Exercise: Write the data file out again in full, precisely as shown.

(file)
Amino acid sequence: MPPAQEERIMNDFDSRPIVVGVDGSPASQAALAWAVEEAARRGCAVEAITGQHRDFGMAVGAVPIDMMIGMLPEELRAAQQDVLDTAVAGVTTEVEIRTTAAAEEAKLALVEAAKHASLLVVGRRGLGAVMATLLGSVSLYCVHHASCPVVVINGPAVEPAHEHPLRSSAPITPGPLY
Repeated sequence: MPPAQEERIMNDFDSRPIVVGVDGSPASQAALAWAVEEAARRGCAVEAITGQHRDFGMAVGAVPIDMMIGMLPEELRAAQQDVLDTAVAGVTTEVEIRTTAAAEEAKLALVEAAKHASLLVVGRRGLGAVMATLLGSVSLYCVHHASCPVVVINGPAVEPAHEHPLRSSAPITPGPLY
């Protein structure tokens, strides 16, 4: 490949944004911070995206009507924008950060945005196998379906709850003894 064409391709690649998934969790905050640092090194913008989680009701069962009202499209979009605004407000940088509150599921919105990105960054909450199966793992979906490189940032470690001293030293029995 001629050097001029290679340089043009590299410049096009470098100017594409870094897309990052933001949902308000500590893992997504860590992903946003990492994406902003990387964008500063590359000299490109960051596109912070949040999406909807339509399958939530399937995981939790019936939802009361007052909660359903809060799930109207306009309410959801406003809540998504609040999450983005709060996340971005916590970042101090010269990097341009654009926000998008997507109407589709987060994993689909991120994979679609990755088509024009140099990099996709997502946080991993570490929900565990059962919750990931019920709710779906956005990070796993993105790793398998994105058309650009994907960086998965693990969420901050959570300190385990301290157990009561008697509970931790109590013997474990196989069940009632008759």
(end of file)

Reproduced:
Amino acid sequence: MPPAQEERIMNDFDSRPIVVGVDGSPASQAALAWAVEEAARRGCAVEAITGQHRDFGMAVGAVPIDMMIGMLPEELRAAQQDVLDTAVAGVTTEVEIRTTAAAEEAKLALVEAAKHASLLVVGRRGLGAVMATLLGSVSLYCVHHASCPVVVINGPAVEPAHEHPLRSSAPITPGPLY
Repeated sequence: MPPAQEERIMNDFDSRPIVVGVDGSPASQAALAWAVEEAARRGCAVEAITGQHRDFGMAVGAVPIDMMIGMLPEELRAAQQDVLDTAVAGVTTEVEIRTTAAAEEAKLALVEAAKHASLLVVGRRGLGAVMATLLGSVSLYCVHHASCPVVVINGPAVEPAHEHPLRSSAPITPGPLY
């Protein structure tokens, strides 16, 4: 490949944004911070995206009507924008950060945005196998379906709850003894 064409391709690649998934969790905050640092090194913008989680009701069962009202499209979009605004407000940088509150599921919105990105960054909450199966793992979906490189940032470690001293030293029995 001629050097001029290679340089043009590299410049096009470098100017594409870094897309990052933001949902308000500590893992997504860590992903946003990492994406902003990387964008500063590359000299490109960051596109912070949040999406909807339509399958939530399937995981939790019936939802009361007052909660359903809060799930109207306009309410959801406003809540998504609040999450983005709060996340971005916590970042101090010269990097341009654009926000998008997507109407589709987060994993689909991120994979679609990755088509024009140099990099996709997502946080991993570490929900565990059962919750990931019920709710779906956005990070796993993105790793398998994105058309650009994907960086998965693990969420901050959570300190385990301290157990009561008697509970931790109590013997474990196989069940009632008759």